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Throwback Thursday: 1954 Ole Miss

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The Powder River Pass Play

Matt Bush-USA TODAY Sports
I've mostly thrown back to games I watched or was at least alive for up until this point, but this game took place the year my father was born.

In 1954, the Undefeated Arkansas Razorbacks played their first Little Rock game of the year against the #5 Undefeated Ole Miss Rebels.  The Ole Miss coach at the time was John Vaught (This would be their Frank Broyles, but with 3 National Championships).

Fresh off of a win over a bad Texas Longhorn team, Arkansas faced their first real test of the season with Ole Miss in War Memorial Stadium. Ole Miss was a high powered team that had won their previous 5 games by an average score of 27 points, while the Hogs were winning much closer games.

The marquee plays for this game came in the 1st and 4th quarter.

In the 1st quarter, Ole Miss had the ball on the Arkansas 14 yard line with a 1st down.  The drive would end on a 4th and two at the Arkansas 6 when Fullback Slick McCool would be stopped short by Bill Fuller for the Razorbacks.

Like the most recent time the Razorbacks shut out the rebels, the Hogs held a pretty good passing quarterback to a very rough day.  Bo Wallace's 2014 line of 16 for 31 and two interceptions seems a little better than Eagle Day's 2 for 11 and two interceptions.

With a strong stop early in the game and a frustrated quarterback, the game rolled along with no score for either team until the 4th quarter.  If this type of game occurred on Saturday in 2016, it would be one of the weirder games ever, but this game wasn't that different than other notable games in the 50's and 60's.  Football was different back then.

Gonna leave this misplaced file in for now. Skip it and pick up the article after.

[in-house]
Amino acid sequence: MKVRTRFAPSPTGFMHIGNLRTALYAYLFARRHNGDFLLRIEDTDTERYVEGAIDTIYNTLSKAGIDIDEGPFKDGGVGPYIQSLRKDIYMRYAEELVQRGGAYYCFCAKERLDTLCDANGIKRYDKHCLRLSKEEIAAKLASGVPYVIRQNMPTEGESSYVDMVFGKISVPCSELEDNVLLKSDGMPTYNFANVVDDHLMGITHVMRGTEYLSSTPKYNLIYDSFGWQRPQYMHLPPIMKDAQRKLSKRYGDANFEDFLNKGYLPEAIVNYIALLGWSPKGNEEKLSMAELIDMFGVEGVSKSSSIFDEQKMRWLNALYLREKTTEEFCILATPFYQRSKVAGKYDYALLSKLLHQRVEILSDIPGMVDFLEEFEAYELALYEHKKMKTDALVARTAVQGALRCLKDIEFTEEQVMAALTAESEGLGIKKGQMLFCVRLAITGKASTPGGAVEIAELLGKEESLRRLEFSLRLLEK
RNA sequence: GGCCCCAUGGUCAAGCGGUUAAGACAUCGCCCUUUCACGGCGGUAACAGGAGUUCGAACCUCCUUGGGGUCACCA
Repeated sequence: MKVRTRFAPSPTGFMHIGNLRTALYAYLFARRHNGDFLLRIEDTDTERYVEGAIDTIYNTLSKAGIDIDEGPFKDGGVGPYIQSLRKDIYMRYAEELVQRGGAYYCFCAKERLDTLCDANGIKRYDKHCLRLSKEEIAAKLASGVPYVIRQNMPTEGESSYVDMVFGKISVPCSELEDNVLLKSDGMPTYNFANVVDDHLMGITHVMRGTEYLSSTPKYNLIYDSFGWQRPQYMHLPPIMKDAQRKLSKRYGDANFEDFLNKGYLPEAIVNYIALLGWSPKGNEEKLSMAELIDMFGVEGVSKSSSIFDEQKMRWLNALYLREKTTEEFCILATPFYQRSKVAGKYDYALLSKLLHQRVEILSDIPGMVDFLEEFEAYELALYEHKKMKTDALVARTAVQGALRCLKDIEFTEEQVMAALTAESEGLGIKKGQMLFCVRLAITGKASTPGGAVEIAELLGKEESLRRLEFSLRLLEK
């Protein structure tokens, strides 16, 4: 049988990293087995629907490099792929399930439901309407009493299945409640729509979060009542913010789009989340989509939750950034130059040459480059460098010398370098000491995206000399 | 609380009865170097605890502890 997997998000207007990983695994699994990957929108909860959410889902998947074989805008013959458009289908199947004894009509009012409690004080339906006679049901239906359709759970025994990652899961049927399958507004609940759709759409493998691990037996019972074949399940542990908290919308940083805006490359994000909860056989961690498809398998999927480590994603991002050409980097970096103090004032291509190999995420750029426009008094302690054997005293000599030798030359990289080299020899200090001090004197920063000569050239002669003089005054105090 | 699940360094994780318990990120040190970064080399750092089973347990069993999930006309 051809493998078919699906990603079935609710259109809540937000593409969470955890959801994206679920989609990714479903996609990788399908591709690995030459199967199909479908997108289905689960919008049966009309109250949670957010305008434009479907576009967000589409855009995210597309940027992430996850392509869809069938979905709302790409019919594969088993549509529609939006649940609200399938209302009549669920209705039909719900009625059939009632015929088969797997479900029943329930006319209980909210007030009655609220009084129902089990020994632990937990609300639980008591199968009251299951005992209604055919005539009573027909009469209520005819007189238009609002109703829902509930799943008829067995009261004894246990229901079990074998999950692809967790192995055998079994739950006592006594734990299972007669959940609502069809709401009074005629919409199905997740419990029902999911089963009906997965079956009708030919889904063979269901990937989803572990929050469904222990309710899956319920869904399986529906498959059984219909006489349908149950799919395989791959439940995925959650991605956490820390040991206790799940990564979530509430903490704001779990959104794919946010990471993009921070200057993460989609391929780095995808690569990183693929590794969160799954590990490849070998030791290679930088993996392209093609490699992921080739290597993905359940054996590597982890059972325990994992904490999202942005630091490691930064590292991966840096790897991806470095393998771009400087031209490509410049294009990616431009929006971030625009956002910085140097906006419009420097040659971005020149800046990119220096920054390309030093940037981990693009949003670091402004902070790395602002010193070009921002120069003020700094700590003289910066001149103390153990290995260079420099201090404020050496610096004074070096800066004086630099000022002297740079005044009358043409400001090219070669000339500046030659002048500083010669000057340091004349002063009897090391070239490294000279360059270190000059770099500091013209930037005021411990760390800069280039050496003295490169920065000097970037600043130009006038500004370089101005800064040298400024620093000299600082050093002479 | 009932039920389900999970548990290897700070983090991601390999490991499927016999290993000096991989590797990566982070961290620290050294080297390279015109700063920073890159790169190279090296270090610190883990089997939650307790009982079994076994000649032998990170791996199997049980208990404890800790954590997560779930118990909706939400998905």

So, why is this game significant?  Why is it called the Powder River Game?  The Powder River is a river in Bowden Wyatt's native Wyoming that is about a mile wide, but only a few foot deep.  I think this deception was in Wyatt's head when he named the trick play.

Here's what happened, with the threat of Ole Miss scoring late in the 4th, Bowden Wyatt called up a play for the Razorbacks to score. Buddy Bob Benson would take a direct snap and sprint to his left.  With every Ole Miss defender keyed to his run, Preston Carpenter would slip past the Ole Miss front into the secondary after laying his first block.  Benson would then open his hips up downfield and float a pass about 33 yards to Carpenter who would catch the ball in stride and outrace the Ole Miss defenders for a 66 yard score.



The Hogs would hold on defensively in the 4th quarter to win 6-0 and the Powder River Game was etched into the history books.

Now, Arkansas has had some marquee wins over Ole Miss over the years, and the big one in 1954 had a name just like the big one in 2015.  It would be nice to get another upset win over the Rebels this year without needing a big play name.